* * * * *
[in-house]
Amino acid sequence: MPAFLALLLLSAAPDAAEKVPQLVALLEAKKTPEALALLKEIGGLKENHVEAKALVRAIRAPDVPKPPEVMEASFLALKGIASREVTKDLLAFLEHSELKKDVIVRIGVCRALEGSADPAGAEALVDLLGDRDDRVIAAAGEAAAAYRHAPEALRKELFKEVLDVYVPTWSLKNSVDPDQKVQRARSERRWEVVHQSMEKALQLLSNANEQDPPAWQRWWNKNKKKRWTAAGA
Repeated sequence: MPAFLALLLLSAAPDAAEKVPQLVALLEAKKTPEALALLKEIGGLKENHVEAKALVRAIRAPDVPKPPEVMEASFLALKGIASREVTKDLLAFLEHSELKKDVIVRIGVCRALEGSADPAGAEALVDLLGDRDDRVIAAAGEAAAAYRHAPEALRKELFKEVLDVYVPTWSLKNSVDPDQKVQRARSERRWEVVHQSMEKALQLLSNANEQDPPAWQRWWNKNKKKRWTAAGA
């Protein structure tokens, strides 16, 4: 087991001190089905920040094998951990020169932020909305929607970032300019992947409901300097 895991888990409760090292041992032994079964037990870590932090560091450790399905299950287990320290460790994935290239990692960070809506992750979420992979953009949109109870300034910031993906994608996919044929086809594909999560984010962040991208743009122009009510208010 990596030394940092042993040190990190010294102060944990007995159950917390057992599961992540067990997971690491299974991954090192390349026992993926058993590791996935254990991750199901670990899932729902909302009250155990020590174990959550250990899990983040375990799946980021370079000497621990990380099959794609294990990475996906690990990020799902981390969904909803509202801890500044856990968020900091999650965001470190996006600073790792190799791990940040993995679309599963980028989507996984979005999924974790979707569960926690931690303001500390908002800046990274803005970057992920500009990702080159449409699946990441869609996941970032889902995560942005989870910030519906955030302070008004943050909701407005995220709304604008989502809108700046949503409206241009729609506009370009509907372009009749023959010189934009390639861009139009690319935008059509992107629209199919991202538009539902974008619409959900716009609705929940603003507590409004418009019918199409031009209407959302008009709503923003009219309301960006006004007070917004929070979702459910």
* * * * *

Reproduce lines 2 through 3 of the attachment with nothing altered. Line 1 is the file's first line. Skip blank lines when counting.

Amino acid sequence: MPAFLALLLLSAAPDAAEKVPQLVALLEAKKTPEALALLKEIGGLKENHVEAKALVRAIRAPDVPKPPEVMEASFLALKGIASREVTKDLLAFLEHSELKKDVIVRIGVCRALEGSADPAGAEALVDLLGDRDDRVIAAAGEAAAAYRHAPEALRKELFKEVLDVYVPTWSLKNSVDPDQKVQRARSERRWEVVHQSMEKALQLLSNANEQDPPAWQRWWNKNKKKRWTAAGA
Repeated sequence: MPAFLALLLLSAAPDAAEKVPQLVALLEAKKTPEALALLKEIGGLKENHVEAKALVRAIRAPDVPKPPEVMEASFLALKGIASREVTKDLLAFLEHSELKKDVIVRIGVCRALEGSADPAGAEALVDLLGDRDDRVIAAAGEAAAAYRHAPEALRKELFKEVLDVYVPTWSLKNSVDPDQKVQRARSERRWEVVHQSMEKALQLLSNANEQDPPAWQRWWNKNKKKRWTAAGA